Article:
We already delved deeply into one half of a split that was made to be; Joe Hawker and his Of Solitude And Solemn project added some feeling. But Courtsleet, the brain child of Gavin Turner, is the counterpoint. Raw, emotional, and grating, “Hope’s Apparition” is the yang to Hawker’s yin.
It took way too long for the new album by France’s Idensity to make it’s way through our speakers, but it was worth every day waiting. Taking traditional death metal and amplifying it through the use of breathtaking violins and orchestration, “Chronicles” is every bit as dynamic as it sounds.
To set yourself apart from the hordes of other death metal bands, Empyrean Throne had two options: either do it better than everyone else, or add something to the mix that the others can’t match. Why choose, when you can do both? “Demonseed” is fresh and brutal.
The best laid plans, as we know, often go awry. Absidia… In The Shadow may have had the best of symphonic black metal intentions, but their end result doesn’t live up to the plan. Unfortunately, “The Storm” isn’t much of one.
Two years, a truck load of time and effort. Marty Warren was already riding the wave from his last album, but that just wasn’t enough. An Aussie melodic death project with a Scandinavian twist. Sounds intriguing, doesn’t it? Go get “Hunter’s Pride;” you won’t be disappointed.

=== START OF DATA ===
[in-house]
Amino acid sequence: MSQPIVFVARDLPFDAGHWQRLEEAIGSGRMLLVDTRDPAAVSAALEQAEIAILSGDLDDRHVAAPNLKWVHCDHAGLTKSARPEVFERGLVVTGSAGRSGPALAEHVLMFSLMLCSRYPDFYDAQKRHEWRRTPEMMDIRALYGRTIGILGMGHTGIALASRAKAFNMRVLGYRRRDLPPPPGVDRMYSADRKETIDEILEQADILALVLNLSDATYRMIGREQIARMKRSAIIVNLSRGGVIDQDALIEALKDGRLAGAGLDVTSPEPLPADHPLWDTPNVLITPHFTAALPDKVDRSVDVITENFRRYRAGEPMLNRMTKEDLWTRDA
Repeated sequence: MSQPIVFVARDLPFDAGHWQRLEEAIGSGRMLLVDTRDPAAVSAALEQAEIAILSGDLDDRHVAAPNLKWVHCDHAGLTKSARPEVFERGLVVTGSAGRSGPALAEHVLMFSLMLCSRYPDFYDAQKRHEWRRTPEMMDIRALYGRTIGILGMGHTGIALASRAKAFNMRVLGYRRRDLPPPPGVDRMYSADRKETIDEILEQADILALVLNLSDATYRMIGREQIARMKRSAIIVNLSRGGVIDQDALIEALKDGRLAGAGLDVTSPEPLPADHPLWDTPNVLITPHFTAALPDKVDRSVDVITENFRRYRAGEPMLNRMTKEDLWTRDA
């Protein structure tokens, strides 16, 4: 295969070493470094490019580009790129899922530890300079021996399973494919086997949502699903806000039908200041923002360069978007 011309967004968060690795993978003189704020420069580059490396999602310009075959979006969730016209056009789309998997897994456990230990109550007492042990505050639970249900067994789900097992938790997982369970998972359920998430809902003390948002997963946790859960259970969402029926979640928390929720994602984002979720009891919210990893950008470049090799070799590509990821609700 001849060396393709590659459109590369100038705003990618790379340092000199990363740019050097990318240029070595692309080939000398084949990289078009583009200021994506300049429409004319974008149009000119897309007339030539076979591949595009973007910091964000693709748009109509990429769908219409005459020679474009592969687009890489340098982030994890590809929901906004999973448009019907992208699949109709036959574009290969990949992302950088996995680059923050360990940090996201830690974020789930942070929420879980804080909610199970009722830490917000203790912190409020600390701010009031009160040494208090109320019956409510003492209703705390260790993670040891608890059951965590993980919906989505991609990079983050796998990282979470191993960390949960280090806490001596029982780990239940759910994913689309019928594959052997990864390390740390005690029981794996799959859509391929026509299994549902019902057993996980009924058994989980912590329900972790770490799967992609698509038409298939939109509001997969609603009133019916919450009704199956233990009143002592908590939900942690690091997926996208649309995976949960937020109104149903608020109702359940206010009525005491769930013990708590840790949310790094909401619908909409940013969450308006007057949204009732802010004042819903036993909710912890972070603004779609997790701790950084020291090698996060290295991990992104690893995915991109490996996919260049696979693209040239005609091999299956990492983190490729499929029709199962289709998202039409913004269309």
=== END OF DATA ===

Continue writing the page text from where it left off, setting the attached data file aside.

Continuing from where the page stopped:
Sometimes the timing of an album is just right. And sometimes it all falls into place. Barishi struck the right chord, at the right time, with the right group of people. And as a result, their self titled album is one for the ages.
Female fronted stoner metal might not be the flavor of this month, or any month for that matter. But Black Vulpine have been honing their craft for the better part of a decade. Their new demo might not be the be all and end all for the genre, but it is an open door to the future.
Though his budget doesn’t match his talent, Joe Hawker is doing amazing things with his home studio and a broad imagination. Of Solitude And Solemn is quickly becoming synonymous with symphonic post doom, and “Starlight’s Guide” will certainly help further that connection.
Alcest has always been a genre bending act, thanks largely to the artistic depth of mainman Neige. But on their new album, “Shelter” it looks as though they have become a victim of their own expectations, leaving behind grit and contrast in favor of beauty without the beast.
A quick read for you tonight on how we can make 2014 different for music.